A good indicator of whether the market favors buyers or sellers, and of how exuberant buyers are. An average bid above list price indicates a seller's market and suggests multiple offers (although in the lowest price ranges it can also indicate that the buyer's closing costs were wrapped into the sales price), while an average bid below list price (sometimes even with multiple offers) indicates a buyer's market . See also Making sense of market indicators, part 4: bid. Commentary: Midrange bids continue to hover around zero, outstanding performance in the new normal (remember, flat is up). This is big: the warmth from the red-hot low-end SFR market is starting to reach the midrange. Back to top.
condos: single-level CID (Common Interest Development) 2000 sq.ft. or less in Los Altos, Menlo Park, Mountain View, Palo Alto, Redwood City, Redwood Shores and Sunnyvale.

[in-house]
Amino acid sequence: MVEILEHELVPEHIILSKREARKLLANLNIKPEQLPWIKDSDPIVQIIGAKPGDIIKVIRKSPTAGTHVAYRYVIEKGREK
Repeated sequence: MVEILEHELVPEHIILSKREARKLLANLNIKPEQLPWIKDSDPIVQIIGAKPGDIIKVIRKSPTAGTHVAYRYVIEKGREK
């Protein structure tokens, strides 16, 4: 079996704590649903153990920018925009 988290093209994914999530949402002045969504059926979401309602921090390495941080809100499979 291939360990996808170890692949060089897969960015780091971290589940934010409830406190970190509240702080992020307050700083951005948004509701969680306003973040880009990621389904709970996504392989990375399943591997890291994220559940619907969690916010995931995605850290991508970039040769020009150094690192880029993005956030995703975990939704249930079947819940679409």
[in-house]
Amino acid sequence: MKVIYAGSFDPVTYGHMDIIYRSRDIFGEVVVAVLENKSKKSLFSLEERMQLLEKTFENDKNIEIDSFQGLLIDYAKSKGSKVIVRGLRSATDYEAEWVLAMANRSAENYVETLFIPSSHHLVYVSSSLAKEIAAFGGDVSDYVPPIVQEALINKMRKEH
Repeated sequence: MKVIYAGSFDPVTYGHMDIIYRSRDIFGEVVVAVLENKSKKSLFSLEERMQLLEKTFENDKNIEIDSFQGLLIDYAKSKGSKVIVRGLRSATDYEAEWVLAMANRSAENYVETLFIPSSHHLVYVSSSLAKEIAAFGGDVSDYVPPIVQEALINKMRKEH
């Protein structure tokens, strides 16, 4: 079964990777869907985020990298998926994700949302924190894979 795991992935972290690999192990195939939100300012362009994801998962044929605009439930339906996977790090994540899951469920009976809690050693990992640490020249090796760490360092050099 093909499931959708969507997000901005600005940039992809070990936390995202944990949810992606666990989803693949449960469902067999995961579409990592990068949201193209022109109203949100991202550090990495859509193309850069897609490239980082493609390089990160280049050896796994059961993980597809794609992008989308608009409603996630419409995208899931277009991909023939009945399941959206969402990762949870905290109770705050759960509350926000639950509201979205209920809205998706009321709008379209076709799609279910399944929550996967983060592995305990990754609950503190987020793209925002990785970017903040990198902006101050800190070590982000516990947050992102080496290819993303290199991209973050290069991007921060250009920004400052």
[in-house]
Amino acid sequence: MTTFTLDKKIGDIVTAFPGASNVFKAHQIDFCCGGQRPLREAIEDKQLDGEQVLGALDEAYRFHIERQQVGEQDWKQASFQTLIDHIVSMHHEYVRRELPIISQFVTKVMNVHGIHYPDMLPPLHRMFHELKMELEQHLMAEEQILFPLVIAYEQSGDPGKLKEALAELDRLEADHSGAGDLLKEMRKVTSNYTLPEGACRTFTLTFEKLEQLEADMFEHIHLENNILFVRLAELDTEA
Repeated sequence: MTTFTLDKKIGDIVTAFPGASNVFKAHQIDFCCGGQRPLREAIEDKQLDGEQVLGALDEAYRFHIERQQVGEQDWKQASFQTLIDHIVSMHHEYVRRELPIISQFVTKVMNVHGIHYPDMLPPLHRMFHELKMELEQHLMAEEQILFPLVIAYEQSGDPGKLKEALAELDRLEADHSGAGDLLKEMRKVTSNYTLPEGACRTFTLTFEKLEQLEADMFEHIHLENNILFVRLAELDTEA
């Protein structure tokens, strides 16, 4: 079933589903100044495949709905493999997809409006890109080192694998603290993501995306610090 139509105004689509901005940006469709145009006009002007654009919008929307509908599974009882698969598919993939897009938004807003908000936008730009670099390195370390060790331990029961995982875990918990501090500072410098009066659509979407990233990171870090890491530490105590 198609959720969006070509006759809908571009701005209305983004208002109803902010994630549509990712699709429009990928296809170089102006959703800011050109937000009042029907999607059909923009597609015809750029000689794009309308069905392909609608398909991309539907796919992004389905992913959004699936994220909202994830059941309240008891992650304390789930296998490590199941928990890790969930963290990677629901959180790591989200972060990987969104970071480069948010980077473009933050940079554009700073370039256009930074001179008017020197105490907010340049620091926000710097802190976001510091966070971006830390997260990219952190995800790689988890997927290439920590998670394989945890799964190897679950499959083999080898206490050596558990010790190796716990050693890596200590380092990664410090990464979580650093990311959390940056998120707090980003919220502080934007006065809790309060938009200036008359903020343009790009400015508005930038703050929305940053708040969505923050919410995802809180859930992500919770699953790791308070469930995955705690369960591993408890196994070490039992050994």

townhouses: two-plus level CID 2000 sq.ft. or less in the same cities.
low-end SFR (Single-family Residences): homes at least twenty years old in East Palo Alto east and west of 101; Menlo Park east of 101 (Belle Haven); Redwood City, San Carlos and Belmont east of El Camino; and San Mateo neighborhoods east of 101, plus MLS area 416 Bowie Estate west of 101 but east of El Camino.
mid-range SFR: Homes 2000 sq.ft. or less in entry-level neighborhoods of Palo Alto and Menlo Park; all of Mountain View; and Redwood City and San Carlos west of El Camino.
top-end SFR: Homes 2001 sq.ft. or more in top-end Menlo Park, Palo Alto, Woodside and Portola Valley; Los Altos; Los Altos Hills; and Atherton.
Can't find your home here? If it's between Burlingame and San Jose, just use the price range that's closest to your home's likely value.
Thinking of buying or selling? Please contact me at firstname.lastname@example.org. (This is not a solicitation if your home is listed with another broker.) My Department of Real Estate license number is 01044243.
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copyright © John Fyten 2009 Site Map Home